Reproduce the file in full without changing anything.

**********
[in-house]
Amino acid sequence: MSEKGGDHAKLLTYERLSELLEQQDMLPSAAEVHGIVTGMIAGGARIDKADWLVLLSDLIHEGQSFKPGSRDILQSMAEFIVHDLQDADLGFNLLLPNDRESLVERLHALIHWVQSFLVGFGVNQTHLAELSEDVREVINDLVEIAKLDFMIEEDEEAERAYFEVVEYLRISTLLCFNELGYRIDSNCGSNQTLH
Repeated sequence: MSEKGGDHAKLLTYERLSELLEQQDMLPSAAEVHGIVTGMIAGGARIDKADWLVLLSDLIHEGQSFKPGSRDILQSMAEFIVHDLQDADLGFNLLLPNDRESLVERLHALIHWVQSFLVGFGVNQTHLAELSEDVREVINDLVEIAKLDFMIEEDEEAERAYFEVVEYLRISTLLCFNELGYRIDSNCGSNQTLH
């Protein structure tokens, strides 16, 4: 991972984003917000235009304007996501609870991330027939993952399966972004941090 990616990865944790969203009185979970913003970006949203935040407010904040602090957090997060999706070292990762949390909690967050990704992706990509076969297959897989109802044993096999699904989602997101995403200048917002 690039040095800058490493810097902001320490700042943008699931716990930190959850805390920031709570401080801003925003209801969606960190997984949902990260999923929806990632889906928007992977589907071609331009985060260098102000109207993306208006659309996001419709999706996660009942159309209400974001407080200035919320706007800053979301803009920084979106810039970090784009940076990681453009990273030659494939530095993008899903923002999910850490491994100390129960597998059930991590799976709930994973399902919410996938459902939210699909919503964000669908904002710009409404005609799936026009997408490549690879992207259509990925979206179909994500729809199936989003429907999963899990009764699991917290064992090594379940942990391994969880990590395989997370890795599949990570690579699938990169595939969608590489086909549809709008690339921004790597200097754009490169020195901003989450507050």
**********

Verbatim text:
[in-house]
Amino acid sequence: MSEKGGDHAKLLTYERLSELLEQQDMLPSAAEVHGIVTGMIAGGARIDKADWLVLLSDLIHEGQSFKPGSRDILQSMAEFIVHDLQDADLGFNLLLPNDRESLVERLHALIHWVQSFLVGFGVNQTHLAELSEDVREVINDLVEIAKLDFMIEEDEEAERAYFEVVEYLRISTLLCFNELGYRIDSNCGSNQTLH
Repeated sequence: MSEKGGDHAKLLTYERLSELLEQQDMLPSAAEVHGIVTGMIAGGARIDKADWLVLLSDLIHEGQSFKPGSRDILQSMAEFIVHDLQDADLGFNLLLPNDRESLVERLHALIHWVQSFLVGFGVNQTHLAELSEDVREVINDLVEIAKLDFMIEEDEEAERAYFEVVEYLRISTLLCFNELGYRIDSNCGSNQTLH
């Protein structure tokens, strides 16, 4: 991972984003917000235009304007996501609870991330027939993952399966972004941090 990616990865944790969203009185979970913003970006949203935040407010904040602090957090997060999706070292990762949390909690967050990704992706990509076969297959897989109802044993096999699904989602997101995403200048917002 690039040095800058490493810097902001320490700042943008699931716990930190959850805390920031709570401080801003925003209801969606960190997984949902990260999923929806990632889906928007992977589907071609331009985060260098102000109207993306208006659309996001419709999706996660009942159309209400974001407080200035919320706007800053979301803009920084979106810039970090784009940076990681453009990273030659494939530095993008899903923002999910850490491994100390129960597998059930991590799976709930994973399902919410996938459902939210699909919503964000669908904002710009409404005609799936026009997408490549690879992207259509990925979206179909994500729809199936989003429907999963899990009764699991917290064992090594379940942990391994969880990590395989997370890795599949990570690579699938990169595939969608590489086909549809709008690339921004790597200097754009490169020195901003989450507050």